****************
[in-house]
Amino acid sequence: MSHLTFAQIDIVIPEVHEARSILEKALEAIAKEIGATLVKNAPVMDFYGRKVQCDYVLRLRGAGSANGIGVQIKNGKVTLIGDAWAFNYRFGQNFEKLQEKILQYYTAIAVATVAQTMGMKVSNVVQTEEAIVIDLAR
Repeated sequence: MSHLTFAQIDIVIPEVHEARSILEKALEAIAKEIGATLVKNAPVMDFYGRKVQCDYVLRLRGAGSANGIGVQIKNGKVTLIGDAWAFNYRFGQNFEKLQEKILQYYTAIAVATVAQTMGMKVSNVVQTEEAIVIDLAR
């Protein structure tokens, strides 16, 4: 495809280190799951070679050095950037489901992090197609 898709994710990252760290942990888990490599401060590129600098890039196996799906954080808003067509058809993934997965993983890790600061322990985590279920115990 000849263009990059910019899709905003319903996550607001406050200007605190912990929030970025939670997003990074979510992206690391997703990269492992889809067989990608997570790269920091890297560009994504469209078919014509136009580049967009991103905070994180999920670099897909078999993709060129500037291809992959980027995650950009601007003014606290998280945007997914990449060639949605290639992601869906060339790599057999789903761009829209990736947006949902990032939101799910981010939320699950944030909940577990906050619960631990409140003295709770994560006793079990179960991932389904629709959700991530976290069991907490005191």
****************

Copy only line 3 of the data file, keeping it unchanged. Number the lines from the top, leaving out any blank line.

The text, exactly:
Repeated sequence: MSHLTFAQIDIVIPEVHEARSILEKALEAIAKEIGATLVKNAPVMDFYGRKVQCDYVLRLRGAGSANGIGVQIKNGKVTLIGDAWAFNYRFGQNFEKLQEKILQYYTAIAVATVAQTMGMKVSNVVQTEEAIVIDLAR